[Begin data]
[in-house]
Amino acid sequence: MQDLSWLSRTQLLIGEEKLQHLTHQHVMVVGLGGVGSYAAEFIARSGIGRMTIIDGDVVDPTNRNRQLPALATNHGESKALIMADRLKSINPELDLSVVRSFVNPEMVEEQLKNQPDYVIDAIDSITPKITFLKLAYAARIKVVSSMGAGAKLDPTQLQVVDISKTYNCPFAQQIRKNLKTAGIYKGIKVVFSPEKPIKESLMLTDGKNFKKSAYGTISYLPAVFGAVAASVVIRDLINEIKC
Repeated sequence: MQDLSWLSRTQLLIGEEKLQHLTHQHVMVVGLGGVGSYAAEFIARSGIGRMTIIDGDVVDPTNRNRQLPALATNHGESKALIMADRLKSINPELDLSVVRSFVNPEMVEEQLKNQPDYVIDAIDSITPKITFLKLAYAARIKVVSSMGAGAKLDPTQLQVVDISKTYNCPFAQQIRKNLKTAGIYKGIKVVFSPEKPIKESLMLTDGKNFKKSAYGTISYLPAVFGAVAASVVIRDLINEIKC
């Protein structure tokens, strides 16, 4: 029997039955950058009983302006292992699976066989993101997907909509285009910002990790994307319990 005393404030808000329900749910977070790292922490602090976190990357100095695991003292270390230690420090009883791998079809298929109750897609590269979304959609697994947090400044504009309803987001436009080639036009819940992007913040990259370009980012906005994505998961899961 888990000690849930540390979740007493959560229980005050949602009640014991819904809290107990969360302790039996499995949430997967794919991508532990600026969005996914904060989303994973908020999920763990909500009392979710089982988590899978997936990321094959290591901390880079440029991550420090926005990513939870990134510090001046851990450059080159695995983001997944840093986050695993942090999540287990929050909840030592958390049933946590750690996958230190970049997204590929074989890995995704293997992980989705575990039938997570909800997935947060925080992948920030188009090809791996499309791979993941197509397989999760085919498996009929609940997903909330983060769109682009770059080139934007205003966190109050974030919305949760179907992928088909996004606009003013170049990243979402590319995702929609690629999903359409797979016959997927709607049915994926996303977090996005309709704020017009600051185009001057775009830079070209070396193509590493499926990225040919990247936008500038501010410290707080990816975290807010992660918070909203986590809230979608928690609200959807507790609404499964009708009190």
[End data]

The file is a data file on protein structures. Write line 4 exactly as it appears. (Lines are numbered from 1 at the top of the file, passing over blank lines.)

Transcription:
């Protein structure tokens, strides 16, 4: 029997039955950058009983302006292992699976066989993101997907909509285009910002990790994307319990 005393404030808000329900749910977070790292922490602090976190990357100095695991003292270390230690420090009883791998079809298929109750897609590269979304959609697994947090400044504009309803987001436009080639036009819940992007913040990259370009980012906005994505998961899961 888990000690849930540390979740007493959560229980005050949602009640014991819904809290107990969360302790039996499995949430997967794919991508532990600026969005996914904060989303994973908020999920763990909500009392979710089982988590899978997936990321094959290591901390880079440029991550420090926005990513939870990134510090001046851990450059080159695995983001997944840093986050695993942090999540287990929050909840030592958390049933946590750690996958230190970049997204590929074989890995995704293997992980989705575990039938997570909800997935947060925080992948920030188009090809791996499309791979993941197509397989999760085919498996009929609940997903909330983060769109682009770059080139934007205003966190109050974030919305949760179907992928088909996004606009003013170049990243979402590319995702929609690629999903359409797979016959997927709607049915994926996303977090996005309709704020017009600051185009001057775009830079070209070396193509590493499926990225040919990247936008500038501010410290707080990816975290807010992660918070909203986590809230979608928690609200959807507790609404499964009708009190």